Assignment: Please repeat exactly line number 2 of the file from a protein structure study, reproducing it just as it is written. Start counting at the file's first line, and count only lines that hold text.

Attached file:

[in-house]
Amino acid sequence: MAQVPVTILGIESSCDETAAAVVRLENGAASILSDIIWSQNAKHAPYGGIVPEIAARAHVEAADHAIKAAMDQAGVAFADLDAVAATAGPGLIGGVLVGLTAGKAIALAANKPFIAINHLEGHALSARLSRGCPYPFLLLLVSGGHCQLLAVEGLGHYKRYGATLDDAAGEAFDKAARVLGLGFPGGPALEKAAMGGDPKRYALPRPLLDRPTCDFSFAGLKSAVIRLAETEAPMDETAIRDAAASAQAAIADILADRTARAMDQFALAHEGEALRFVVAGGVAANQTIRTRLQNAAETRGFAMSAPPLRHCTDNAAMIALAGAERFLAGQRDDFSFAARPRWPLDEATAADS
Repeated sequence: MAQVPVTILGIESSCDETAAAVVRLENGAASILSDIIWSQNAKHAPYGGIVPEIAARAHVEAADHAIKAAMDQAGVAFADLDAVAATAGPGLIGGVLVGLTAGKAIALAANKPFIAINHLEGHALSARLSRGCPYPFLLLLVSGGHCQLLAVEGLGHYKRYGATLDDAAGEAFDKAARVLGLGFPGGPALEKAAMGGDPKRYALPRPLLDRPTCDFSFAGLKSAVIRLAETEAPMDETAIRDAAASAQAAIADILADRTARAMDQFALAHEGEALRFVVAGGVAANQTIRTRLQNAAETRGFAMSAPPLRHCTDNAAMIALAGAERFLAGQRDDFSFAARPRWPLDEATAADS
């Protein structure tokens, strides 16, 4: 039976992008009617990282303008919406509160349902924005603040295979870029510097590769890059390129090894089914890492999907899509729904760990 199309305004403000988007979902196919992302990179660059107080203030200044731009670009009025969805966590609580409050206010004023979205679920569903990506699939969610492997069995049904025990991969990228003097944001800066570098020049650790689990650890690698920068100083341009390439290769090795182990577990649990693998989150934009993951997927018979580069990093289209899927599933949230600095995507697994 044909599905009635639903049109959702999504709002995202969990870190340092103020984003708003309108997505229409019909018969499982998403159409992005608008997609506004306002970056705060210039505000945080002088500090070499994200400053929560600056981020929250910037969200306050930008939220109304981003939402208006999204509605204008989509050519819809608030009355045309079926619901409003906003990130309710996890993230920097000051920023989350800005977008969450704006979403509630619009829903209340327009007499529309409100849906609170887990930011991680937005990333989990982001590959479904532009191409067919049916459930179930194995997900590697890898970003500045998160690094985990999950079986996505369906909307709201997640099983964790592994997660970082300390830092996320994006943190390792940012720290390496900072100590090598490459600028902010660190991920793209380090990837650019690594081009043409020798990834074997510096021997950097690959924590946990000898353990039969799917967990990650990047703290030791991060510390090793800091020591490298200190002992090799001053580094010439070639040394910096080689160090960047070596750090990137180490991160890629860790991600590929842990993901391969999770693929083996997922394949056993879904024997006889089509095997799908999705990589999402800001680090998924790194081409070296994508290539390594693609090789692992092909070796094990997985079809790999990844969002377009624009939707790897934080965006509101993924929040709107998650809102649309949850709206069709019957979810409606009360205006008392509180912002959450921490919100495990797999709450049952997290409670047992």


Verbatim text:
Amino acid sequence: MAQVPVTILGIESSCDETAAAVVRLENGAASILSDIIWSQNAKHAPYGGIVPEIAARAHVEAADHAIKAAMDQAGVAFADLDAVAATAGPGLIGGVLVGLTAGKAIALAANKPFIAINHLEGHALSARLSRGCPYPFLLLLVSGGHCQLLAVEGLGHYKRYGATLDDAAGEAFDKAARVLGLGFPGGPALEKAAMGGDPKRYALPRPLLDRPTCDFSFAGLKSAVIRLAETEAPMDETAIRDAAASAQAAIADILADRTARAMDQFALAHEGEALRFVVAGGVAANQTIRTRLQNAAETRGFAMSAPPLRHCTDNAAMIALAGAERFLAGQRDDFSFAARPRWPLDEATAADS